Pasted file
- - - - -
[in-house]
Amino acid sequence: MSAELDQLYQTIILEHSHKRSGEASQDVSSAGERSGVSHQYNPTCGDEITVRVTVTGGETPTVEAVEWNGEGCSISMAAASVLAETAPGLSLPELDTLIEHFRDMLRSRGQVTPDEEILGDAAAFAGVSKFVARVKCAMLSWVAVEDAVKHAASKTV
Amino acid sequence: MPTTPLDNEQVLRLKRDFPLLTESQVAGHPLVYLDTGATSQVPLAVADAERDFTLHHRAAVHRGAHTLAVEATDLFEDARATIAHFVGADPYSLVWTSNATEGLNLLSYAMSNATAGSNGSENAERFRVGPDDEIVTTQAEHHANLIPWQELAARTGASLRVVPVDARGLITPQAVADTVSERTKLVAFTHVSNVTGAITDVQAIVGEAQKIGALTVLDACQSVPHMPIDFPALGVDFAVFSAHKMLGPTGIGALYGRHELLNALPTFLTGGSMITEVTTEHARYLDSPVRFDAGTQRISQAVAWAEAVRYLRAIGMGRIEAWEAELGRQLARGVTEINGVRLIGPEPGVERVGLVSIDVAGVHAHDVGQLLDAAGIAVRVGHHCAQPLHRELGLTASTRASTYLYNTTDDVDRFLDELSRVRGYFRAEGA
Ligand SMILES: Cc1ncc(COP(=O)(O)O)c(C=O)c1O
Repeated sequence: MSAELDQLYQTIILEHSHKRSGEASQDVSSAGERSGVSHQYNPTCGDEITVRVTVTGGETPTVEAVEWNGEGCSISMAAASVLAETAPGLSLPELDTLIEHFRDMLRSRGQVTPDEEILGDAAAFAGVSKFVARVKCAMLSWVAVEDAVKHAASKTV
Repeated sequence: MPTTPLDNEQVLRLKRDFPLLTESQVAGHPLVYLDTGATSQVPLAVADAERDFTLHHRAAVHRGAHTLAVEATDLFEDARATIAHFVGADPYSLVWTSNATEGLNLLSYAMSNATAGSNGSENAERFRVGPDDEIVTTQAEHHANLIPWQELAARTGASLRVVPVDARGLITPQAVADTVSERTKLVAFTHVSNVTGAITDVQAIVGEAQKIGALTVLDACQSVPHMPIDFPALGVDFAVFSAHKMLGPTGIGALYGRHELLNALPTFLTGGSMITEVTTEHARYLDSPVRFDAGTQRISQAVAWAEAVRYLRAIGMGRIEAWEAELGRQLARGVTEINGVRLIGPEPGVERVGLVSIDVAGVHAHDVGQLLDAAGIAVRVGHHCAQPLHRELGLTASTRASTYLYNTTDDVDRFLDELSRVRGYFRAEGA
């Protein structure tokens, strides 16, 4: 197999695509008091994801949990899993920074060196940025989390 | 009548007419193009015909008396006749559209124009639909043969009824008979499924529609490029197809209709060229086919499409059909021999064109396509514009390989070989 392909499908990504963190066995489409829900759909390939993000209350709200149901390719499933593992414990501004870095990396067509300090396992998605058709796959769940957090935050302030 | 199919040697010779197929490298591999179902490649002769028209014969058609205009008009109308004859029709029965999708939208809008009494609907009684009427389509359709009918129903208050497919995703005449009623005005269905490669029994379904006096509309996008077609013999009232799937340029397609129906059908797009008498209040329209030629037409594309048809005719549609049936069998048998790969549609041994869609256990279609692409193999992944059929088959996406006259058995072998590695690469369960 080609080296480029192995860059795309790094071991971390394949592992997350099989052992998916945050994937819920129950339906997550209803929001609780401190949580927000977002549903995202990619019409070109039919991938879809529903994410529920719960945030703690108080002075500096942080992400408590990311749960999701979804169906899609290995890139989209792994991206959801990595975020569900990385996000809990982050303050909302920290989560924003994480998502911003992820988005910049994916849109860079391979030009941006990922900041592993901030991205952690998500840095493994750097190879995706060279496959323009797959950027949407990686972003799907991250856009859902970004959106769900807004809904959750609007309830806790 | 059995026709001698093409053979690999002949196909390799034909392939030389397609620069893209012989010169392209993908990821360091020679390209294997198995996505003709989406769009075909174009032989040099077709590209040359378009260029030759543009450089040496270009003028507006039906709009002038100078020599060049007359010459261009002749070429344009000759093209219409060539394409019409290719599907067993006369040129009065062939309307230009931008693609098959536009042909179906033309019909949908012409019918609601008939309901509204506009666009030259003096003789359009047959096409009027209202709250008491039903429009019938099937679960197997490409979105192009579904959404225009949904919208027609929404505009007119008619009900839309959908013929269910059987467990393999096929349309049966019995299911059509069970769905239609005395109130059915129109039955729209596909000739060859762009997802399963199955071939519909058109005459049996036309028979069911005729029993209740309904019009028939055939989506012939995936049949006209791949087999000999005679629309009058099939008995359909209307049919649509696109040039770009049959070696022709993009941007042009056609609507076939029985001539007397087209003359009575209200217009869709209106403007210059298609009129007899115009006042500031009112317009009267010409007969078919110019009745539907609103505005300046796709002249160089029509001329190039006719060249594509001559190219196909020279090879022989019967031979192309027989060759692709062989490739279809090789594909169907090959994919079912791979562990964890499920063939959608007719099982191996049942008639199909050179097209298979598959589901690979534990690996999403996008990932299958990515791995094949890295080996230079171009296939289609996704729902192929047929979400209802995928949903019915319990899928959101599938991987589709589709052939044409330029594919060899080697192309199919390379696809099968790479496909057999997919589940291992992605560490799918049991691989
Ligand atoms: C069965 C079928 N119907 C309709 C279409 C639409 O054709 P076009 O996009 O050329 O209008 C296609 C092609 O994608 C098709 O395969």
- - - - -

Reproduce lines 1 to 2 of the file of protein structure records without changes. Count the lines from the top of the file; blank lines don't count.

[in-house]
Amino acid sequence: MSAELDQLYQTIILEHSHKRSGEASQDVSSAGERSGVSHQYNPTCGDEITVRVTVTGGETPTVEAVEWNGEGCSISMAAASVLAETAPGLSLPELDTLIEHFRDMLRSRGQVTPDEEILGDAAAFAGVSKFVARVKCAMLSWVAVEDAVKHAASKTV